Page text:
Synonym.—Acute Spinal Meningitis.
Definition.—Leptomeningitis is an inflammation of the pia mater, and may be acute or chronic.
Etiology.—The exciting cause is not positively known, though it is now generally accepted as being due to infection from pyogenic cocci, the most frequently seen being the pneumococcus, the meningococcus following next.
Exposure to wet and cold, as well as direct or indirect injury to the spinal column, such as fractures, wounds, or surgical operations, has been followed by meningitis, though these may have been only preparatory means for the entrance of the infecting' bacteria.
It is often associated with tuberculosis and the infectious fevers, particularly croupous pneumonia, typhoid fever, scarlet fever, diphtheria, pyemia, and septicemia. It may also be due to an extension of inflammation of the meninges of the brain.
Pathology.—The changes in the membranes of the cord are those peculiar to inflammation. First, hyperemia, which may be diffused throughout the length of the cord or localized. This is followed by, an exudation of fibrinous material containing red blood-curpuscles and leukocytes, which later changes to pus. The nerve-roots may also be involved. Owing to the dorsal position assumed, the exudate is more profuse on the posterior portions of the pia mater, due to gravitation. Similar lesions are found in the cerebral meninges, in the majority of cases.
Symptoms.—The disease generally begins with a well-marked chill followed by febrile reaction, which early may assume a septic type. Where the cerebral meninges are involved, the early symptoms, flushed face, bright eyes, contracted pupils, and restless condition, may for a time obscure the main lesion. Soon, however, the intense pain in the cervical region, the marked hy-peresthesia, and the tonic or clonic spasm of the muscles drawing the head backwards, removes all doubt as to the seat of the lesion.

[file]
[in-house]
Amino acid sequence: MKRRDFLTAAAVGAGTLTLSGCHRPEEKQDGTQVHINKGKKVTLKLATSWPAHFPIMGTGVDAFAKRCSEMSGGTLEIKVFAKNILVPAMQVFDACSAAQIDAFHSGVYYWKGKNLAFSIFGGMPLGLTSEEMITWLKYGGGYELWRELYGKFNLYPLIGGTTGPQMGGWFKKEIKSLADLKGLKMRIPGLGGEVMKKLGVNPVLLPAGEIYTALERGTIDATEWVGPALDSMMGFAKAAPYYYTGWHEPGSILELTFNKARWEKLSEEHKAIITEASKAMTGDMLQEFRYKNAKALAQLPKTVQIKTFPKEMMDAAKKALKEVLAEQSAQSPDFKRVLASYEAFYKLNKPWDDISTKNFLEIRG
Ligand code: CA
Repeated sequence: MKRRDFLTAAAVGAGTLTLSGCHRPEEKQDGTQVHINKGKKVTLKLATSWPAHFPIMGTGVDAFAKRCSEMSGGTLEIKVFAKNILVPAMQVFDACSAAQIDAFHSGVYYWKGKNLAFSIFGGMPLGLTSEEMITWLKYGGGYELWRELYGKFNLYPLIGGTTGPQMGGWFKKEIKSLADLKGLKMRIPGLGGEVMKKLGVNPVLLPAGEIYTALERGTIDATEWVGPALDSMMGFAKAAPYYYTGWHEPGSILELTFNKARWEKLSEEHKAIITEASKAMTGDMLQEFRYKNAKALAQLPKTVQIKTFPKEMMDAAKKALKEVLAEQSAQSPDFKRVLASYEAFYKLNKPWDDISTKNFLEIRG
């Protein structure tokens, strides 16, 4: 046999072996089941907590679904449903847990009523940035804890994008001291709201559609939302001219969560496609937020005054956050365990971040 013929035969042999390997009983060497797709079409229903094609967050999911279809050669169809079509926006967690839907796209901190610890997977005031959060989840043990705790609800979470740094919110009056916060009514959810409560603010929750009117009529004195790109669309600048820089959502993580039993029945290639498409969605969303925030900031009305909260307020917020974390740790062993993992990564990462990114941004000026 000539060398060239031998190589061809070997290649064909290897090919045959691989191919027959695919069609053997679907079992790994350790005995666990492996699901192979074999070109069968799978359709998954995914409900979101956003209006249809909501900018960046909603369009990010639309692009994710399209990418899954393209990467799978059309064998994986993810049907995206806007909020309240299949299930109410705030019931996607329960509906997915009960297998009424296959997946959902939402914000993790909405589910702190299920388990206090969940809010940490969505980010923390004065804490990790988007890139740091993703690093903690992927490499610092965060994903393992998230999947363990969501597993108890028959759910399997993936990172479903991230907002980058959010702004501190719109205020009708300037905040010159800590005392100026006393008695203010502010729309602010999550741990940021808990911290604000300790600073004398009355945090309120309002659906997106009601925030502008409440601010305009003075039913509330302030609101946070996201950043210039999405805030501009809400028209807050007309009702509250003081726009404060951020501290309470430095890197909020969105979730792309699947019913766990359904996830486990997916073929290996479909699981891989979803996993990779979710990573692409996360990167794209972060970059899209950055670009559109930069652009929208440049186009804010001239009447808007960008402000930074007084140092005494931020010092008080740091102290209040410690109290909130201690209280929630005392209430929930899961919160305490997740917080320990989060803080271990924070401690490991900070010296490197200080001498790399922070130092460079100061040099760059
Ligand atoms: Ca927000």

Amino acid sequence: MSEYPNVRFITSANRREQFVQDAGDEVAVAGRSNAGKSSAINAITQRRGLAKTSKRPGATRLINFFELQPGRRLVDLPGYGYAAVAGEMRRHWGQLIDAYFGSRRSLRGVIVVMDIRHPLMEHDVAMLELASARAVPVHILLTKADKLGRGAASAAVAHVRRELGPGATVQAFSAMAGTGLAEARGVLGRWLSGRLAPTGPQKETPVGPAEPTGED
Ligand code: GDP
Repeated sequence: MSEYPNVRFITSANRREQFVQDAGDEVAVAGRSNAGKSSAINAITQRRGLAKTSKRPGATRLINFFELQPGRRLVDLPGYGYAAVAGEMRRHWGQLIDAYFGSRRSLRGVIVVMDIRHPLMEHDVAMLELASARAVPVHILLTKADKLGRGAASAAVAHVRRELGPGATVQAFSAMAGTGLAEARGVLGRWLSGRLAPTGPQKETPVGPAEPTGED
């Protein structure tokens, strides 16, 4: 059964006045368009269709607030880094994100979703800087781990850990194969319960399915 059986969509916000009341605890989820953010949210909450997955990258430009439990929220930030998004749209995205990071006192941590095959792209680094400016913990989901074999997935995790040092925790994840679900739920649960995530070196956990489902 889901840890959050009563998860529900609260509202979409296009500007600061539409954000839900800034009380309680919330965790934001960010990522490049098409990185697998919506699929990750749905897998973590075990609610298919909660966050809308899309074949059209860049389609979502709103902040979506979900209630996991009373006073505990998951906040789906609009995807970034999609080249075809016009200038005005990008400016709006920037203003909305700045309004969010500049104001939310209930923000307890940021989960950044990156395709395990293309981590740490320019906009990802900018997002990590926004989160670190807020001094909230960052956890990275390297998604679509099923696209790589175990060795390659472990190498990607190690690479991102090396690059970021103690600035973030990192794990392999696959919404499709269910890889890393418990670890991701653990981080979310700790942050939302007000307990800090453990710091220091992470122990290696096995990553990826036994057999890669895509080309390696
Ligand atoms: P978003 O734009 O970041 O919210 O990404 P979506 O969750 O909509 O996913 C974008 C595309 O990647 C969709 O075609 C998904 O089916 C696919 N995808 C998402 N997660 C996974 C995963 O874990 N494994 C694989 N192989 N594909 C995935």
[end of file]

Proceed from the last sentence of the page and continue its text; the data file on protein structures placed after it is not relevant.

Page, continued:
There is marked tenderness along the spine, and when the spasms are intense there may be opisthotonos. There may be retention of urine, due to reflex spasm of the bladder. The reflexes are all exaggerated.
As the acute inflammation subsides, anesthesia replaces the hyperesthesia, paralysis follows, and the reflexes disappear.
Diagnosis.—The diagnosis should not be difficult. The tenderness along the cervical region, the intense pain in the back, radiating to the upper and lower extremities, retraction of the head, hyperesthesia, rigidity of the muscles, and fever of a septic type, can not be mistaken for any other lesion.
Prognosis.—This is a grave lesion, and the prognosis must be guarded. Death may result in forty-eight hours, or be prolonged for two or three weeks.
Treatment.—Aconite in the small dose, and gelsemium and echinacea in full doses, will form a good treatment, thus:
|Spec. Aconite||5 drops.|
|Spec. Echinacea||2 drams.|
|Spec. Gelsemium||1/2 dram.|
|Water||4 ounces. M.|
Sig. Teaspoonful every hour.
Rhus tox., macrotys, and bryonia should be given as may be indicated, and the sulphites, chlorates, and mineral acids where sepsis -indicates their use. Great care must be exercised during convalescence, that the patient avoid everything that tends to excitation.
The Eclectic Practice of Medicine, 1907, was written by Rolla L. Thomas, M. S., M. D.